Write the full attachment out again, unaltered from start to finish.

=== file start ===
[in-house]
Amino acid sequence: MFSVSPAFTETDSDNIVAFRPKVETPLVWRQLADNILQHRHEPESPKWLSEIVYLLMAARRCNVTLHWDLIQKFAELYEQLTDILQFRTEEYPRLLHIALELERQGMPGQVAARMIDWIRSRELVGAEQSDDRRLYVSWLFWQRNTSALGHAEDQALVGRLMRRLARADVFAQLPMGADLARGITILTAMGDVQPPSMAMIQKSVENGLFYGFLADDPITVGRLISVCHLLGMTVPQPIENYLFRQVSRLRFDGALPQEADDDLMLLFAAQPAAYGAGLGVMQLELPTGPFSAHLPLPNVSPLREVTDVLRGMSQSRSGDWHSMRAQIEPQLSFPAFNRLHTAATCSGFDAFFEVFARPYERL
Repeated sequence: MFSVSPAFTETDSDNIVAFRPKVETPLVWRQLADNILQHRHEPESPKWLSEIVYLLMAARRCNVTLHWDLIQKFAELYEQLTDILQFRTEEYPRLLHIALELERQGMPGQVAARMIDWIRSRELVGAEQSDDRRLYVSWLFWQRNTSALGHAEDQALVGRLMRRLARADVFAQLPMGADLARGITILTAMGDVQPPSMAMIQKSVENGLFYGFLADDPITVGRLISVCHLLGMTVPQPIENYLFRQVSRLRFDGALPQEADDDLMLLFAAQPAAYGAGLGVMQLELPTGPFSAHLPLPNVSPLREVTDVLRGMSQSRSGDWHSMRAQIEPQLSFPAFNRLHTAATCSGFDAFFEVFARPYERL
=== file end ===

[in-house]
Amino acid sequence: MFSVSPAFTETDSDNIVAFRPKVETPLVWRQLADNILQHRHEPESPKWLSEIVYLLMAARRCNVTLHWDLIQKFAELYEQLTDILQFRTEEYPRLLHIALELERQGMPGQVAARMIDWIRSRELVGAEQSDDRRLYVSWLFWQRNTSALGHAEDQALVGRLMRRLARADVFAQLPMGADLARGITILTAMGDVQPPSMAMIQKSVENGLFYGFLADDPITVGRLISVCHLLGMTVPQPIENYLFRQVSRLRFDGALPQEADDDLMLLFAAQPAAYGAGLGVMQLELPTGPFSAHLPLPNVSPLREVTDVLRGMSQSRSGDWHSMRAQIEPQLSFPAFNRLHTAATCSGFDAFFEVFARPYERL
Repeated sequence: MFSVSPAFTETDSDNIVAFRPKVETPLVWRQLADNILQHRHEPESPKWLSEIVYLLMAARRCNVTLHWDLIQKFAELYEQLTDILQFRTEEYPRLLHIALELERQGMPGQVAARMIDWIRSRELVGAEQSDDRRLYVSWLFWQRNTSALGHAEDQALVGRLMRRLARADVFAQLPMGADLARGITILTAMGDVQPPSMAMIQKSVENGLFYGFLADDPITVGRLISVCHLLGMTVPQPIENYLFRQVSRLRFDGALPQEADDDLMLLFAAQPAAYGAGLGVMQLELPTGPFSAHLPLPNVSPLREVTDVLRGMSQSRSGDWHSMRAQIEPQLSFPAFNRLHTAATCSGFDAFFEVFARPYERL